Not that there wasn’t room for tenderness, too. All these years later, Webb recalls a crucial scene in a hotel room when Vincent, nervous about meeting his mom for the first time, starts doing push-ups, which endears him to Linda, who for once sees his little-boy vulnerability. “I just remember being really moved,” she says. “And the camera operator said, ‘Is there something in your eye?’ And I was like, ‘No, why?’ He was like, ‘Your eye’s tearing up on one side.’ And I was just like, ‘No, I love him. I love this guy. He’s making me cry.’ Vincent is worried his mom is going to be disappointed in him. Even in a comedy, Danny’s still Danny — he’s a person, and most certainly he understands that fear on a deep, deep level.”
Although the cast and the writers were all fairly confident they had a hit on their hands, there was one element of Twins that never quite worked — the element that, if you haven’t seen the film in a while, you may have forgotten even existed. Julius and Vincent and their girlfriends eventually head out on the road to find the men’s mother, but the initial impetus is that Vincent, having stolen a car, comes to realize that there’s a valuable mystery object in the trunk — something that a wealthy man (Trey Wilson) in Texas wants. Vincent pretends to be the car’s intended driver, which incenses an enforcer (Marshall Bell) who was supposed to execute the handoff. Amidst this buddy comedy and love story, there’s also a thriller/chase element at play.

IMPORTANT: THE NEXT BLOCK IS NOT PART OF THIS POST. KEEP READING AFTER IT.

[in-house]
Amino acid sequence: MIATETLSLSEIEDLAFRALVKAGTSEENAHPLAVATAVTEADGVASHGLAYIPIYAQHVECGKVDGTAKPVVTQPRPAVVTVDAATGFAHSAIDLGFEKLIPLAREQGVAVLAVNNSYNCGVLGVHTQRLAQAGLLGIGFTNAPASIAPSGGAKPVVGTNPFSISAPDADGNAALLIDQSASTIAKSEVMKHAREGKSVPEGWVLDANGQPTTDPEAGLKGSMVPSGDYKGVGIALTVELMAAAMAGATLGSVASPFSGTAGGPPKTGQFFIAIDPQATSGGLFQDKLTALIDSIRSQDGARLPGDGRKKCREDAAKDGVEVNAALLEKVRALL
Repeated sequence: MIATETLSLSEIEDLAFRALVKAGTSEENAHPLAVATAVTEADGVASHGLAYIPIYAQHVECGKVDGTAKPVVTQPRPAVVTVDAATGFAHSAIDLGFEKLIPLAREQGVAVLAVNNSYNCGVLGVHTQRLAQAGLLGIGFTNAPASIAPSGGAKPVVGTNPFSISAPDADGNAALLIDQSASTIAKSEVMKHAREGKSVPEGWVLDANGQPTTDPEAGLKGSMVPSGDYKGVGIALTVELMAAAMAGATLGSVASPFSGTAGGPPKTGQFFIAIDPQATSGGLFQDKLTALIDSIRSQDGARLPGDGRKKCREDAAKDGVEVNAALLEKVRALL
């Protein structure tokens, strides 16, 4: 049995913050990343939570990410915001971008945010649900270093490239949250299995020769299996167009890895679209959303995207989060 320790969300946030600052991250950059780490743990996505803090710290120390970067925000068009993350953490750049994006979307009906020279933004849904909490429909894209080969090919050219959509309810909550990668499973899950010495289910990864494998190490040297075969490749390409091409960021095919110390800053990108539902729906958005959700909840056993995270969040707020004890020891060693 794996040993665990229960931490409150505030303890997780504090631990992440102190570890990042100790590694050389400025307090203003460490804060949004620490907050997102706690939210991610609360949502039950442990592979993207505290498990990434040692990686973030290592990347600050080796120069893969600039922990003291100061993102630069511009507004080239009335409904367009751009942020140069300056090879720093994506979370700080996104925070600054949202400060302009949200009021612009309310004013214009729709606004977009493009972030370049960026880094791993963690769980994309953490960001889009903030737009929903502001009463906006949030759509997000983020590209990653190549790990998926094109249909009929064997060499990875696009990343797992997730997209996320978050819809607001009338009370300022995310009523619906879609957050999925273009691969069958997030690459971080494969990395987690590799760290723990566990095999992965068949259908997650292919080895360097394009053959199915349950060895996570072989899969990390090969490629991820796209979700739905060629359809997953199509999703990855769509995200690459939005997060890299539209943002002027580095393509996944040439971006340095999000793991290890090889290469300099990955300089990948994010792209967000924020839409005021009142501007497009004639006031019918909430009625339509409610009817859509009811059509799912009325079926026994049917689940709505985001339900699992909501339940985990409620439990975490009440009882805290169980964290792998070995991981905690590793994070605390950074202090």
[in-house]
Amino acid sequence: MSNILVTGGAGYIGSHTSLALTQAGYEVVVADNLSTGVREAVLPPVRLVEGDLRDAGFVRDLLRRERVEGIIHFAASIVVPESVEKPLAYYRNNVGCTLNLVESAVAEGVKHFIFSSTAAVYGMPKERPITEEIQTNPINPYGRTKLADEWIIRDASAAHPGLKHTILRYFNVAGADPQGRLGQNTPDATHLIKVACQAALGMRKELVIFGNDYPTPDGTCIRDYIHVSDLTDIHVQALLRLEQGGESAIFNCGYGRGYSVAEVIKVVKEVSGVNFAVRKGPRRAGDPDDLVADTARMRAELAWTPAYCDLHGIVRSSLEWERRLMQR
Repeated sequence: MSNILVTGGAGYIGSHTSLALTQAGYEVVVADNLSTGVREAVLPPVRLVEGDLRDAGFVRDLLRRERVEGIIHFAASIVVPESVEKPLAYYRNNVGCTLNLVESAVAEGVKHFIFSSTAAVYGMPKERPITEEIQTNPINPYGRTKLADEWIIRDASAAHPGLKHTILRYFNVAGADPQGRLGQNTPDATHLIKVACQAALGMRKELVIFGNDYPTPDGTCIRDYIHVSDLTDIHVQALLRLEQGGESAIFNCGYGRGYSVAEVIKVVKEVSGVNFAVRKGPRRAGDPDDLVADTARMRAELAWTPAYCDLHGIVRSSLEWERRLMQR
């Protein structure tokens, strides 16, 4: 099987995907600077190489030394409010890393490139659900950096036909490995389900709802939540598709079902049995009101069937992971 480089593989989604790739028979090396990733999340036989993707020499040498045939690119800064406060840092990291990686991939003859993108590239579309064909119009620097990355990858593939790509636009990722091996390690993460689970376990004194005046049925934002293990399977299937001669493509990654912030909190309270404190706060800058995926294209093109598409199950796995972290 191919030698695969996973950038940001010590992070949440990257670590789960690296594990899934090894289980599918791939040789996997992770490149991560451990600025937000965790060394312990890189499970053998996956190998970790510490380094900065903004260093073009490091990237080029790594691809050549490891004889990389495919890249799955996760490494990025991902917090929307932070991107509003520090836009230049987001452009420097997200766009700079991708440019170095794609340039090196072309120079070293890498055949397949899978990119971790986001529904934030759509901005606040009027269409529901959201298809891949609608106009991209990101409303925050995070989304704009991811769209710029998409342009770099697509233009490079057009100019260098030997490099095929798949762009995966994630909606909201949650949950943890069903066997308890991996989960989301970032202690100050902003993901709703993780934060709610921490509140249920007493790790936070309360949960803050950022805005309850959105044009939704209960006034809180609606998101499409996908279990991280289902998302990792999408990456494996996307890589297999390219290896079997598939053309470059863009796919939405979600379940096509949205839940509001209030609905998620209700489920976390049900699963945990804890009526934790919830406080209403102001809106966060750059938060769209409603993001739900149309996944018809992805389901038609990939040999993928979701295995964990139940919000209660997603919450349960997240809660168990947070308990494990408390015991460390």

“I remember (Osborne) being so funny about it,” Davies says of the thriller narrative that originated in their initial script. “Ivan was saying at one point, ‘So, what is in the trunk of the car?’ And Will said, ‘A MacGuffin, that is what’s in the trunk of the car.’ And we kept on saying that for quite a long time, ‘cause we didn’t know what the thing was. And eventually it was Tim and Herschel that worked out all of the plot to do with this revolutionary jet engine hidden in the trunk. But there was always going to be something in the car, which they’d mistakenly taken and that was going to have these people pursuing them.”
“Ivan is a very good comedy director, and he’s a great caster,” Harris says. “All his films have wonderful casts. But I don’t think that thrillers are his actual métier. When he’s tried to make just straight-ahead thrillers, they’re by-the-numbers a bit. He wasn’t inspired, whereas he was more inspired as a comedy director.”